That brings us to Oban 14 Year Old, which is aged in American white oak barrels. It uses water from a loch three miles from the distillery. It’s known for being sweet but not too sweet, with moderate peat and oak flavors plus an acidic finish to balance its more lush flavors.
Though Oban is the epitome of a boutique distillery that offers a time-tested product, it makes its whiskey accessible: no MSRP is available, but a bottle of Oban 14 Year Old costs less than $100. It can be a cool gift for men who enjoy a nice drink from time to time.
The Balvenie PortWood
The Balvenie’s malt master is David C. Stewart, a legendary distiller with 54 years in the industry. To illustrate his stature in the industry: Queen Elizabeth II saw fit to award the man with the third-highest honor possible in the British Empire, the MBE. Stewart is credited with a profound impact on today’s distilling techniques, and The Balvenie regularly cranks out top-rated Scotch whiskeys under his direction. Some consider The Balvenie PortWood 21 to be Stewart’s finest creation.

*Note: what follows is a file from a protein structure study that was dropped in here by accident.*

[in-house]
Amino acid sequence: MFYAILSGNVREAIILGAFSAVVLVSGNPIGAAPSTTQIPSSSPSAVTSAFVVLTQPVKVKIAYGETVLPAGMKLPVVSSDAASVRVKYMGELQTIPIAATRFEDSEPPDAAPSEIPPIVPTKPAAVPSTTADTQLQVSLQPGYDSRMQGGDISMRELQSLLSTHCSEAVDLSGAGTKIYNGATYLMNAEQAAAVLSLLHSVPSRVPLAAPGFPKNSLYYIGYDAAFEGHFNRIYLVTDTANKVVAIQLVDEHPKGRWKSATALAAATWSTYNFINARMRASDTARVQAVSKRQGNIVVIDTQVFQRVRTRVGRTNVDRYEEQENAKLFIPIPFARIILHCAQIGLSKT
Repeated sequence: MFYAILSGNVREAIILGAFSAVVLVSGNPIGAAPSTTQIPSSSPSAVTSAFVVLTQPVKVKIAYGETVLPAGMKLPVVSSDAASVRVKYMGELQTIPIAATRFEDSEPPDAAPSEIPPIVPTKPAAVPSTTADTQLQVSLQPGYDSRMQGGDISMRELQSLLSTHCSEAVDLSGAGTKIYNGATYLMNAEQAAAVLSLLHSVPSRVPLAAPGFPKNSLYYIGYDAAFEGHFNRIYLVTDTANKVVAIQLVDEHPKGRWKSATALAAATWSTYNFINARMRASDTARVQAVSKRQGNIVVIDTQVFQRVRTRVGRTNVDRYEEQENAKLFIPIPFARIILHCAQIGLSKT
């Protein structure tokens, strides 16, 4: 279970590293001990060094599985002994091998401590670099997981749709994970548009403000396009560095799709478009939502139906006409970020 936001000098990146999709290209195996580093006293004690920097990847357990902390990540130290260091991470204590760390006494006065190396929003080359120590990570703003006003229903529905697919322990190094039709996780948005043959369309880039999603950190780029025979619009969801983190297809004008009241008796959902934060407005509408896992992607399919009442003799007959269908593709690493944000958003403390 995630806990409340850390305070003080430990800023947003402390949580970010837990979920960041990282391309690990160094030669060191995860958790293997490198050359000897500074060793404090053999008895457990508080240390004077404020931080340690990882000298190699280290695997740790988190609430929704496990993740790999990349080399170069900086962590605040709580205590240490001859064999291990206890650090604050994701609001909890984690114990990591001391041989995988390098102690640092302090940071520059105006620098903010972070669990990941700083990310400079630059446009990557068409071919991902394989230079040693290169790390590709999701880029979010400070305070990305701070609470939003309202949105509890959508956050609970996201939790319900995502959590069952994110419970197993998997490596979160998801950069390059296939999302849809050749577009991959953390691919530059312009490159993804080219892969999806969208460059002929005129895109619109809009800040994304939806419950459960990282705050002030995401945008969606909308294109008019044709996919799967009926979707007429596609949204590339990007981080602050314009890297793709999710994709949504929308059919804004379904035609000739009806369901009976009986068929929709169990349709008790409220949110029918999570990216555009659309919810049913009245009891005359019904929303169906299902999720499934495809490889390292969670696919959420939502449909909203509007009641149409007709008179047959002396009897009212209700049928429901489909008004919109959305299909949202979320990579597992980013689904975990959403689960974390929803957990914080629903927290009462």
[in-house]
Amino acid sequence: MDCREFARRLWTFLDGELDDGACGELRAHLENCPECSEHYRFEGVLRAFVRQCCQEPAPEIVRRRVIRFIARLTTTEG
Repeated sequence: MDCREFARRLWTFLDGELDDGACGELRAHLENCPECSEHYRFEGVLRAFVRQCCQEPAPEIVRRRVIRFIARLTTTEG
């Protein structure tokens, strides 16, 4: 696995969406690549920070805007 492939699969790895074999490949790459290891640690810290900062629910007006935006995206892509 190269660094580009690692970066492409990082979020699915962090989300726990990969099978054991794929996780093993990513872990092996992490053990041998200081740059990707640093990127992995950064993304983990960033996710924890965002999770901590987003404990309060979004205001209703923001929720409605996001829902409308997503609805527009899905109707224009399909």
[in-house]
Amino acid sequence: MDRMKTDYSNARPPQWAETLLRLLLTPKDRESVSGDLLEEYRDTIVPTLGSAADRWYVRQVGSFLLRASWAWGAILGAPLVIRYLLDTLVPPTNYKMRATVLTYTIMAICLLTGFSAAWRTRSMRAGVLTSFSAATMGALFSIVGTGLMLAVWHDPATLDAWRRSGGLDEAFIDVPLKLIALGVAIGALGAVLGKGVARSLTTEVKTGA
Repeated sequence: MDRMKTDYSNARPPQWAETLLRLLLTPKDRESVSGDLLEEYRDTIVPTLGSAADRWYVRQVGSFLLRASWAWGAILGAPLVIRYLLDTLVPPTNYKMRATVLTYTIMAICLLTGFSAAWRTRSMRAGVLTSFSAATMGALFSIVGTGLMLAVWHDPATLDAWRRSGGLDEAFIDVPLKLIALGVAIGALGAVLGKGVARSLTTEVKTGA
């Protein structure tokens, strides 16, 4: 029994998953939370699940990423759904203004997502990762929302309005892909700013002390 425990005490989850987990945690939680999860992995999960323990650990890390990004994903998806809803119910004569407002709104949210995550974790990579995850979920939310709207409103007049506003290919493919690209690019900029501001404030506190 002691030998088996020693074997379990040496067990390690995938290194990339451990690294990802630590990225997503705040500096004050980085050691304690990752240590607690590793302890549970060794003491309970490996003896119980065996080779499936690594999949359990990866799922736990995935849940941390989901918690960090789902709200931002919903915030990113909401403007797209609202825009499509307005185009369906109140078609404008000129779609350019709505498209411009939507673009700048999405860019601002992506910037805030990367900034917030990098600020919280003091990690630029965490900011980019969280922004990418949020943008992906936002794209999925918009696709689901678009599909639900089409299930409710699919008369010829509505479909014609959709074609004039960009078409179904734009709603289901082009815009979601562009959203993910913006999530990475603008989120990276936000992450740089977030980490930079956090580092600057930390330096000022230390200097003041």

The single malt takes its name from the port casks it’s finished in. Port wine is distinctively more alcoholic and stronger in flavor than most wines, and it delivers a distinct flavor to PortWood 21. Stewart, who “didn’t expect to become a Malt Master” at The Balvenie when he started as a stock boy in 1962, samples PortWood 21 regularly to ensure the port’s effect (according to the website).
I’m sure Stewart also samples the master-quality Scotch in his duties as a servant of Her Majesty The Queen, but I doubt those are the only reasons he does it. If I could get it for free, I don’t know if I’d ever come out of the cask room.
But 54 years of Scotch-making experience don’t come cheap: The Balvenie does not offer an MSRP, but PortWood 21 might be the best Scotch under $300. For more not so pricey but still quality drinks, check out our list of the best bottles of whiskey under 50$.
Bunnahabhain 18 Year Old
Bunnahabhain 18 is the only Scotch on our list with enough cultivation to provoke its distiller into using the descriptor “rich mahogany.” Yup, Bunnahabhain actually says that on the slug description on its website. Naturally, I was intrigued.
Bunnahabhain’s 18-Year-Old Scotch is widely awarded. The seaside distiller, situated on the isle of Islay, Scotland, notes flavors including toffee, sherry, and oak, with an appropriate hint of sea salt at the finish.